It looks like this is one of those times where you just have to accept the uncomfortable reality that your hardware is most likely dead.
All electronic gear can die suddenly - particularly anything that has moving parts such as drives. Over the years, I've had relatively good luck with drives, but across all my computers I've still had to toss a floppy drive, two CD-ROMs (one back in the days when a CD-ROM was expensive) and a couple of hard disks. I also had to RMA a bad string of tape drives, but eventually got a working drive whilst I still had a warranty (just as well - these drives cost over US$1000).
I've had better luck with other hardware - obviously keyboards and mice wear out, also I've had a couple of CRT monitors fail (transformer burn-out in both cases, most likely - and not worth sending for repair as the bench charge would have been over half the cost of a new replacement). My old Pentium 133 machine only died last month (seemingly from power supply failure).
My real expense, though, has been in dead scanners - I need a high end scanner for various reasons, and none of mine seem to last that long. In fact, I'm about to complain to HP that my 11 month old ScanJet 7450C is not working properly - I want some kind of resolution before the warranty has run out. Along with their cousins, optical drives, the repair options for scanners tend to be very limited, not least because they can be a pain to set up again once disturbed. HP won't service scanners at all - outside warranty they just offer an exchange which is so expensive you may as well buy a new one.
The only comfort is that usually you can get something that performs much better than your dead hardware for the same money - or even less money than you paid for the original.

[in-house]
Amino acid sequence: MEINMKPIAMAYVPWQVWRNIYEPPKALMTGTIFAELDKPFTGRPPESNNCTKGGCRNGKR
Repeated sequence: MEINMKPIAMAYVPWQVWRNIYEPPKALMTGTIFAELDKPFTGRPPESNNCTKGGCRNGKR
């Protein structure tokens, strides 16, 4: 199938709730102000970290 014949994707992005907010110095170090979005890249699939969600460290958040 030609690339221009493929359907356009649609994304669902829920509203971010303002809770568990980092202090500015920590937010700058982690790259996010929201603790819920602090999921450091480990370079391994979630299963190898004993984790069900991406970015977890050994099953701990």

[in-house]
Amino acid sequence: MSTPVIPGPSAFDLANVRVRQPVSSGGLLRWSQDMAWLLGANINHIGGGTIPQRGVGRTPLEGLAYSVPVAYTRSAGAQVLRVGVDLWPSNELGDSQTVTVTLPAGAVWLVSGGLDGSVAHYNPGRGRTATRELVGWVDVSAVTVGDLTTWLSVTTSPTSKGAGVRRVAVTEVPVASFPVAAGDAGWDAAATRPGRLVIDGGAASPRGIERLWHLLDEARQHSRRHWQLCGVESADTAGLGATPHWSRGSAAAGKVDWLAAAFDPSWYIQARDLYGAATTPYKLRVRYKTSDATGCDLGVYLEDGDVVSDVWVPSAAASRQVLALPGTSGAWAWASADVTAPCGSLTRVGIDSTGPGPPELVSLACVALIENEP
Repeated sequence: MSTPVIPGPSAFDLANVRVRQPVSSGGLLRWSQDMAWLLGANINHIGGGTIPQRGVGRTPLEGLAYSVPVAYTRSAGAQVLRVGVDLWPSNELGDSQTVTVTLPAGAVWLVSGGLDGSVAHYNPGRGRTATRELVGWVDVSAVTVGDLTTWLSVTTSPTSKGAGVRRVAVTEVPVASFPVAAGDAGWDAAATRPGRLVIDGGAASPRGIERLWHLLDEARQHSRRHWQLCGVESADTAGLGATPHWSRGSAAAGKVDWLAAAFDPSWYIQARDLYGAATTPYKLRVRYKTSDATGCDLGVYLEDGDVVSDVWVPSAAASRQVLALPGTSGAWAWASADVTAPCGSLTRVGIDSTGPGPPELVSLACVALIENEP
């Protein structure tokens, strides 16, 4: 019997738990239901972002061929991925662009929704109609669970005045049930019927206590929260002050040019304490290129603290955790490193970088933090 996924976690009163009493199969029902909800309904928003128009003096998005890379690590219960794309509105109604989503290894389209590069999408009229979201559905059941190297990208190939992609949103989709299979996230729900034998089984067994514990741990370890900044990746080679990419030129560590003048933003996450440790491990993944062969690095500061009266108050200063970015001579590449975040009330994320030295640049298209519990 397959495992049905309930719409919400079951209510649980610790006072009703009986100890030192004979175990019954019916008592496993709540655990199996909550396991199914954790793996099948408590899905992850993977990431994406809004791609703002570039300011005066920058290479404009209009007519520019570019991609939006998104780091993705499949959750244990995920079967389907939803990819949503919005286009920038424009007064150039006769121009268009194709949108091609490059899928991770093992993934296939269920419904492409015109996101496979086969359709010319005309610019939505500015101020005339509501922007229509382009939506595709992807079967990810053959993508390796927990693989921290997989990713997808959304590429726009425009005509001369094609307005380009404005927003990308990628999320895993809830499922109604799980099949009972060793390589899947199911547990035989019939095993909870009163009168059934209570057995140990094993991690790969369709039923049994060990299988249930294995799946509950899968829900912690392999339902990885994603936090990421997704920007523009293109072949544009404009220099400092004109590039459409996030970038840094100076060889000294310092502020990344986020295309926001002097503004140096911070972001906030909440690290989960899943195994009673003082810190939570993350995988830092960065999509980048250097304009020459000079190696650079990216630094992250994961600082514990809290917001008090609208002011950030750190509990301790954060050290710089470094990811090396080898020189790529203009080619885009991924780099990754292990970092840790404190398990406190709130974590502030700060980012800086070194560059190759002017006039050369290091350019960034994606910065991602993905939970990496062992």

It sounds like you've done everything reasonable to try to test the drive - particularly trying it in another machine. Reflashing the firmware - worth a go, but I'd be very surprised if a flash memory suddenly blanked.
You may be able to find some more information on diagnosing the drive, but realistically it's unlikely to be repairable even if you can diagnose the fault (most computer hardware is only ever reworked for a handful of standard faults - beyond that the bench time for repair is so expensive that it's cheaper to toss the faulty item, which is why warranty replacements are sometimes new). The only possibility that's a little more comforting than it being completely dead is that it still works on DVD media only.
I know you feel you haven't used the drive much - but power on hours is one determinant of when drives fail, through factors such as heat and dust build-up. Assuming there's no warranty left and nobody comes up with any specific advice as to a repair attempt, then, as a last ditch attempt, you could try opening up the drive and gently blowing out the innards in case the problem is dust. If there's nothing else left to try, it might be worth a go. You may also see something stupid with the drive's cover removed - a belt that's broken, a spring that's come off - something like that. Don't be tempted to power up a drive with the casing removed, though - there's quite a powerful invisible laser inside.
The reality of the situation is that a new DVR-107, or, if you can find one on close-out, a DVR-106, or possibly another manufacturer's drive (like the excellent NEC ND-2500A I have) is your only way ahead. You'll land up paying much less than you did for your probably dead DVR-104 for a much faster and more advanced drive.